“I was here last night, too!” “Really? I’m definitely coming back tomorrow!”
Ever overhear this kind of talk at a dance show’s intermission? For most choreographers, it’s a dream too wild to entertain. But Heather Kravas and Antonija Livingstone found a way to make it come true. Present a new piece in four episodes spread out over four nights. Of course, it only works if, as was sometimes the case with “XXXXXXXXXXXXXXXX XXXX—a situation for dancing.” the dance itself is fun.
Yes, the period is part of the title, and the string of X’s stand in for a more provocative visual this newspaper can’t recreate—the stroke of a black marker that obscures a block of text from a letter written by Kravas and Livingstone. Whatever “situation” led to the dancing we’ll never know, and Alberto Gonzales will surely never tell.
Friday’s show—“The end is dear.”—opened with parting curtains revealing the choreographers standing before us in black tights, white T-shirts, socks, and soft ballet slippers. They looked boyish—slender physiques, small bosoms, and hair cropped à la Jeanne D’Arc. Eyelids closed, then blinking, finger joints slightly flexing, they seemed, to my momentary dismay, to be the very soul of minimalism. At either side of the stage, four people straddling chairs, hunched motionless over their backs as if patiently awaiting massages that would never be.
Perhaps the negligent masseuses were our very own Kravas and Livingstone who, looking anaesthetized, were caught in a perpetual loop of basic ballet barre exercises. One such segment clocked in at 10 minutes of nothing but extending the leg, pointing the foot, withdrawing the leg, making a quarter turn, repeating this sequence, returning to the original direction, repeating it all—a mechanical swiping of feet against floor that sounded like wipers cleaning a windshield and tested viewers’ tolerance. Totally brazen. Meanwhile, Reed Anderson—barely noticeable in a corner with scissors in hand and a small light strapped to his cap—filled a box with white paper leaves, snowflakes, and confetti.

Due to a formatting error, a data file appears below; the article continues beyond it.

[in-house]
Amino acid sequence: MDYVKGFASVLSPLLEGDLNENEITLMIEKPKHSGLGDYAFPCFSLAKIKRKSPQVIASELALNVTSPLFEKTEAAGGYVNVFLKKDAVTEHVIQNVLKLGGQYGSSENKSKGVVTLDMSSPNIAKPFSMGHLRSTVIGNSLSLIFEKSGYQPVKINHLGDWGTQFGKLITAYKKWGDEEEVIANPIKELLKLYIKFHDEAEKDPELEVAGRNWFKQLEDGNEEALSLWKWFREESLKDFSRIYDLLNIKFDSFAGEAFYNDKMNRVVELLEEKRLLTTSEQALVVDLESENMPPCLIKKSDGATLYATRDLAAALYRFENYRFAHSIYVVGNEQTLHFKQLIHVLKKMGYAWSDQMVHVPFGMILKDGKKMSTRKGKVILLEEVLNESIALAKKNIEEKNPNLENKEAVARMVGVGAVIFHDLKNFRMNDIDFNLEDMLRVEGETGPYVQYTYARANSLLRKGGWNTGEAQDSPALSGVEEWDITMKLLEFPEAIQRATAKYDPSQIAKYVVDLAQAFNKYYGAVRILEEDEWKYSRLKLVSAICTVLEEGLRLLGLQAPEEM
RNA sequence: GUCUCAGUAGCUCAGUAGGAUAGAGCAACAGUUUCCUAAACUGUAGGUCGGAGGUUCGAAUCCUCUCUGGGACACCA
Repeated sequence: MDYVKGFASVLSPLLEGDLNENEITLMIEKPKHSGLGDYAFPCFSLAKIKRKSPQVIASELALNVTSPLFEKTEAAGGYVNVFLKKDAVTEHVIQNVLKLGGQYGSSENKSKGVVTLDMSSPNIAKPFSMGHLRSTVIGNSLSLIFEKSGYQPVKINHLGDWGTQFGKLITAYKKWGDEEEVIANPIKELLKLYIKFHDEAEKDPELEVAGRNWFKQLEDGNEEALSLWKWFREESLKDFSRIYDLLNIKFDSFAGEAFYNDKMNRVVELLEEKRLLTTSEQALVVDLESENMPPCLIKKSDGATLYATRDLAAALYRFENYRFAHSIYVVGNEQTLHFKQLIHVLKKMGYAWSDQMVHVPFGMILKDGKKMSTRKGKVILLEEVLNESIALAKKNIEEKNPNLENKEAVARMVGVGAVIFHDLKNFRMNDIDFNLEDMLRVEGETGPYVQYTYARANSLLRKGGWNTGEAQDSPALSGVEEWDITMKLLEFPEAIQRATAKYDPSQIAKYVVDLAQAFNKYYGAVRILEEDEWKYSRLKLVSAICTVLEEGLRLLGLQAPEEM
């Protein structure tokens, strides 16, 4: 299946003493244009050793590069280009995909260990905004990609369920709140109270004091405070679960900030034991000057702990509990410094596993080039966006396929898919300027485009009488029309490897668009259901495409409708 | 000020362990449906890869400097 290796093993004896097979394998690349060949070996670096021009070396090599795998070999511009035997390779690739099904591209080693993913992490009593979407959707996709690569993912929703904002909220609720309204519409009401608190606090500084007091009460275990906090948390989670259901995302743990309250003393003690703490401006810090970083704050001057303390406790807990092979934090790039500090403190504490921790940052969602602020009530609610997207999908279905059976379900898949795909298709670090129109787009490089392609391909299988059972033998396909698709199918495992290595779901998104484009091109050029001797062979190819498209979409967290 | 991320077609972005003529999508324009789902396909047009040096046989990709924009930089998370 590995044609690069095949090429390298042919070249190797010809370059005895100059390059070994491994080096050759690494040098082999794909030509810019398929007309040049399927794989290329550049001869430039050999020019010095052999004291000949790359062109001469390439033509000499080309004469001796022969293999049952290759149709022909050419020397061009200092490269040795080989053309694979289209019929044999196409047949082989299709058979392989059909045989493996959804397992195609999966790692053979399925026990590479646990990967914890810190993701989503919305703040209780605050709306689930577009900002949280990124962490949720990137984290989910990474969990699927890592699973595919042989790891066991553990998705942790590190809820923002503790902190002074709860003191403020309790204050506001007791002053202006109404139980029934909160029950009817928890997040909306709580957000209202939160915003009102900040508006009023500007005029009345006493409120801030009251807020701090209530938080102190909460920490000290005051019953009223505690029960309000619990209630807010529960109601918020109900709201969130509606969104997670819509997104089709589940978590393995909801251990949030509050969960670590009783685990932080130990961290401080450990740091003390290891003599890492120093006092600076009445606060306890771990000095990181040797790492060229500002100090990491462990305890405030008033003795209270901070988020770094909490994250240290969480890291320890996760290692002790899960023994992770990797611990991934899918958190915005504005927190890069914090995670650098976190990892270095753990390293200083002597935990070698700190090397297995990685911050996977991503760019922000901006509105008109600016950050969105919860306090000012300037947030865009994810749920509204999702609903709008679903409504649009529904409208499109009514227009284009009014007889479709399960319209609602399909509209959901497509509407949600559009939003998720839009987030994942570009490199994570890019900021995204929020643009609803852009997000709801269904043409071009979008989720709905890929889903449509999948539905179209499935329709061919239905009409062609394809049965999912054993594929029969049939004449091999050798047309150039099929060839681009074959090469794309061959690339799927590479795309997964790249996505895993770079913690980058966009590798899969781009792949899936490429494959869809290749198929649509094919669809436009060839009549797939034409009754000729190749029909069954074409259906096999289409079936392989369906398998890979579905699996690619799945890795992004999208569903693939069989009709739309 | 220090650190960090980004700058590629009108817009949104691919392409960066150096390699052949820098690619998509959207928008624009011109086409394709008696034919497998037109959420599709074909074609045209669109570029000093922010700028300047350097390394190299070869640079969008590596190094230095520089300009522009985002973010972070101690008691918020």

After winding down their barre, Kravas and Livingstone donned curly, silver beards and white briefs equipped with cotton testicles at the crotch. Bed pillows tied to their torsos simulated the ample paunch of age, and the pillows’ dangling labels hung between the women’s legs like flaccid penises. What now? Why, relevé! Rising onto the balls of their well-articulated feet, the pair then noisily dropped their heels over and over and over. The curtain closed then reopened to show one oldster pitched forward as the other forlornly bleated. Later, Anderson stood atop a ladder under Chloe Z Brown’s cool lighting and sprinkled the pair with the paper cutouts. Autumn, winter, turn of the year.
There followed some gentle grooming (paper caught in beard), some barked vocalization (“cunt” becoming “can’t,” “can,” “gun,” and so forth), and a fresh batch of repetitive moves (the women bobbing like cartoon chickens pecking the ground). The Hungry March Band—a klezmer combo—suddenly blew down the stairs to the stage, lighting it up in joyful noise and color for a few seconds before trailing off. Nothing stirred onstage for an uncomfortably long time—testing audience, testing, testing—while a commotion arose out of view. Kravas and Livingstone reappeared. Sunglasses, jet-black wigs, and breasts and butts made of black balloons strapped down by duct tape gave them an edgier aura as they resumed exploring ballet fundamentals ad nauseum.
Suddenly, two young men slithered from seats behind me and proceeded to kiss, grope, and writhe toward center stage. The scary ballerinas carried on, unfazed by the steam rising off these surprise guests who, it must be said, performed with conviction. More intermission chat overheard—“You guys were really good! Are you a couple?” “It’s an ongoing process. I’d say we practice pretty much every day.”
Each night, Kravas and Livingstone’s episodic fantasia shared a double feature with “3petiX,” a U.S. premiere by Moscow’s PO.V.S. Tanze
collective. Unfortunately, the longwinded “3petiX” was short on structure, sense, and charm.